Production wraps in Oklahoma on new animated series in Cherokee Language

OKLAHOMA CITY — Cherokee Nation and FireThief Productions, in association with the Oklahoma Film + Music Office (OF+MO), announced the end of production of “ᎢᎾᎨᎢ,” pronounced “Inage’i”, which translates to “In The Woods,” an original animated series for children performed entirely in the Cherokee language.

“Inage’i” follows the adventures of four animal friends who live together in the forests of Turtle Island. Iga Daya’i, the mischievous rabbit; Juksvsgi, the gruff wolf; Anawegi, the conscientious deer; and Kvliwohi, the wise bear, are characters drawn from the rich Cherokee storytelling tradition.

“Our goal is to create a series that will compete with today’s popular cartoons, while at the same time conveying an authentic Cherokee worldview,” said co-creator Jeremy Charles of FireThief.

Artist Roy Boney Jr. interpreted the timeless characters in a contemporary style.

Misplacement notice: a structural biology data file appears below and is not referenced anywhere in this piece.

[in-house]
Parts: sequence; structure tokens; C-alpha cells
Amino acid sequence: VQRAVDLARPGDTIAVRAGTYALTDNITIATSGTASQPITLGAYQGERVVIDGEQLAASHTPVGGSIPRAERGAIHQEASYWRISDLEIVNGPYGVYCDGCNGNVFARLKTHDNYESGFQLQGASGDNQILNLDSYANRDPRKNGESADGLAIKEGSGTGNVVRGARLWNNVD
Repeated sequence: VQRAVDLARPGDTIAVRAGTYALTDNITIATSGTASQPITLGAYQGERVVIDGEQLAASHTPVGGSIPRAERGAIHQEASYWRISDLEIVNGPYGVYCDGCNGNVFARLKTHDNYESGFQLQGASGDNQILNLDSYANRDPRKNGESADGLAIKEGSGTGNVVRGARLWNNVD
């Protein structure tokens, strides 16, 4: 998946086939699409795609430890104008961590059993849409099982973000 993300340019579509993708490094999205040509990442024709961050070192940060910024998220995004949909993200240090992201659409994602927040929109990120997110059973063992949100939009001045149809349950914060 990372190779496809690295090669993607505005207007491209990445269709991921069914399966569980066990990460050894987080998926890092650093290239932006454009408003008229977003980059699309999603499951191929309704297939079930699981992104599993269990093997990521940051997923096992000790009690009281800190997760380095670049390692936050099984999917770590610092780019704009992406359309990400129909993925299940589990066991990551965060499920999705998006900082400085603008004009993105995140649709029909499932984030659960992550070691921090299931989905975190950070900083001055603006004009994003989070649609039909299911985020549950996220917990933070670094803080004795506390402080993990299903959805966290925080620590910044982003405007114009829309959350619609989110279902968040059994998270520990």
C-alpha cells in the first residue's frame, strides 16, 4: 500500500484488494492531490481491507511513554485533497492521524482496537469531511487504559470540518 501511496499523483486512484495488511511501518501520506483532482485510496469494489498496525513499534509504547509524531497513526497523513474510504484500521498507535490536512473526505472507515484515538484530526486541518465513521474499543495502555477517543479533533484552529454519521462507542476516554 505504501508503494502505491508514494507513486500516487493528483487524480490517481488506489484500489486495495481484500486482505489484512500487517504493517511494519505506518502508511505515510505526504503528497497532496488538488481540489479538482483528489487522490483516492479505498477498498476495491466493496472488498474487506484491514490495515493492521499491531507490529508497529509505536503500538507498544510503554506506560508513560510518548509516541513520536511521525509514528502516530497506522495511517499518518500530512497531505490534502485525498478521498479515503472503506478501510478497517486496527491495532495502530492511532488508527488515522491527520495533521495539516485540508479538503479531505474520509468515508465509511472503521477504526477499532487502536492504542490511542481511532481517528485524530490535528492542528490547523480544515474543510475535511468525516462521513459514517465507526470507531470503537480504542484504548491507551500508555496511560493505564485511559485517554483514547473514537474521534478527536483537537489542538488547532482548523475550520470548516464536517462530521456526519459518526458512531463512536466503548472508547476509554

"From their clothing and accessories, the tattoo-like markings on their fur, and even their dwelling spaces — everything is based in Cherokee culture,” Boney said. “Those elements were incorporated into an animation style that someone would see on mainstream movies or television."

FireThief, in close collaboration with Cherokee Language Masters Apprentice Program, assembled an all-Oklahoma team to create the pilot episode. Creative Filter will bring Boney’s artwork to life while composer Kawnar collaborates with Cherokee musicians, the Cherokee Youth Choir and vocalist Cora Flute, who wrote and performed the lyrics to the theme song. Harry Oosahwee, Betty Frogg, Lauren Hummingbird and Schon Duncan are cast as voice actors. Translations for the project were provided by the tribe’s Cherokee translation team.

“Cherokee communities saw a sweeping decline in Cherokee language usage among young children when television programming entered the homes of our rural communities,” said Howard Paden, executive director of the tribe’s Cherokee Language Department. “This animation project, like others, will use the same technology to bring the language back into the home. Now, young Cherokee children will be able to enjoy cartoons in Cherokee.”

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